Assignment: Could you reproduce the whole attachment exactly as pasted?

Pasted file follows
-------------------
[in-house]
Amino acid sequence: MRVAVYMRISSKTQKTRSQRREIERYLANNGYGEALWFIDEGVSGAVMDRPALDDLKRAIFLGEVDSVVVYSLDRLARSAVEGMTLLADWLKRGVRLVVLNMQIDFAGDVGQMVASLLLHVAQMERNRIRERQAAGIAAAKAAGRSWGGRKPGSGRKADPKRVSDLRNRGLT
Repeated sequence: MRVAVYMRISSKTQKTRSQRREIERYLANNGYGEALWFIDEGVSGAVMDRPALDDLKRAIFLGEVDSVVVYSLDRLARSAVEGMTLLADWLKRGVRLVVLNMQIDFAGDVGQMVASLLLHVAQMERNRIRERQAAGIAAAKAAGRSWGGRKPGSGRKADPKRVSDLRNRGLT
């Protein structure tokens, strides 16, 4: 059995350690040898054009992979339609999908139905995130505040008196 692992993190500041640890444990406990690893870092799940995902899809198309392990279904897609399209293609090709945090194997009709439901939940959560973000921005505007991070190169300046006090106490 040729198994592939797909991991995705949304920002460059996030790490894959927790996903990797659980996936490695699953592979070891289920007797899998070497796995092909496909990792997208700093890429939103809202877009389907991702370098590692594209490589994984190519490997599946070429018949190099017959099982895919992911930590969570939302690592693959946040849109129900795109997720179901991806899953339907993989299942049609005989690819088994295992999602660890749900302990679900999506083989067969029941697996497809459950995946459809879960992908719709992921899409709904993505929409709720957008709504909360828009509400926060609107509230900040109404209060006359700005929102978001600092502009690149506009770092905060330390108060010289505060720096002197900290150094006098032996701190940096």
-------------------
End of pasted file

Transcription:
[in-house]
Amino acid sequence: MRVAVYMRISSKTQKTRSQRREIERYLANNGYGEALWFIDEGVSGAVMDRPALDDLKRAIFLGEVDSVVVYSLDRLARSAVEGMTLLADWLKRGVRLVVLNMQIDFAGDVGQMVASLLLHVAQMERNRIRERQAAGIAAAKAAGRSWGGRKPGSGRKADPKRVSDLRNRGLT
Repeated sequence: MRVAVYMRISSKTQKTRSQRREIERYLANNGYGEALWFIDEGVSGAVMDRPALDDLKRAIFLGEVDSVVVYSLDRLARSAVEGMTLLADWLKRGVRLVVLNMQIDFAGDVGQMVASLLLHVAQMERNRIRERQAAGIAAAKAAGRSWGGRKPGSGRKADPKRVSDLRNRGLT
């Protein structure tokens, strides 16, 4: 059995350690040898054009992979339609999908139905995130505040008196 692992993190500041640890444990406990690893870092799940995902899809198309392990279904897609399209293609090709945090194997009709439901939940959560973000921005505007991070190169300046006090106490 040729198994592939797909991991995705949304920002460059996030790490894959927790996903990797659980996936490695699953592979070891289920007797899998070497796995092909496909990792997208700093890429939103809202877009389907991702370098590692594209490589994984190519490997599946070429018949190099017959099982895919992911930590969570939302690592693959946040849109129900795109997720179901991806899953339907993989299942049609005989690819088994295992999602660890749900302990679900999506083989067969029941697996497809459950995946459809879960992908719709992921899409709904993505929409709720957008709504909360828009509400926060609107509230900040109404209060006359700005929102978001600092502009690149506009770092905060330390108060010289505060720096002197900290150094006098032996701190940096």